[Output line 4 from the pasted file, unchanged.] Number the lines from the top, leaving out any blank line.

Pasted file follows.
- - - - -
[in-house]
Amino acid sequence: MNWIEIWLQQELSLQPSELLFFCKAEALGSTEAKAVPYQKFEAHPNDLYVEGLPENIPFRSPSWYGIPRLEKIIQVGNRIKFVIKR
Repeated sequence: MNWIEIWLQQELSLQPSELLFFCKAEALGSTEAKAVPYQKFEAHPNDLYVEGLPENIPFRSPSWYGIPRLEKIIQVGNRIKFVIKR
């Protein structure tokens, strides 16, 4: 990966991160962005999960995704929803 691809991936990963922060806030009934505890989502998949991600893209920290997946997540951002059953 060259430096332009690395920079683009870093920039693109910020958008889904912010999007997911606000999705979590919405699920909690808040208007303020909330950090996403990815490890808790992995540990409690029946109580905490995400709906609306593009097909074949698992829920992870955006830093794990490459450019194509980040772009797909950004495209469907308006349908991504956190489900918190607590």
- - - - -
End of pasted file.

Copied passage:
């Protein structure tokens, strides 16, 4: 990966991160962005999960995704929803 691809991936990963922060806030009934505890989502998949991600893209920290997946997540951002059953 060259430096332009690395920079683009870093920039693109910020958008889904912010999007997911606000999705979590919405699920909690808040208007303020909330950090996403990815490890808790992995540990409690029946109580905490995400709906609306593009097909074949698992829920992870955006830093794990490459450019194509980040772009797909950004495209469907308006349908991504956190489900918190607590």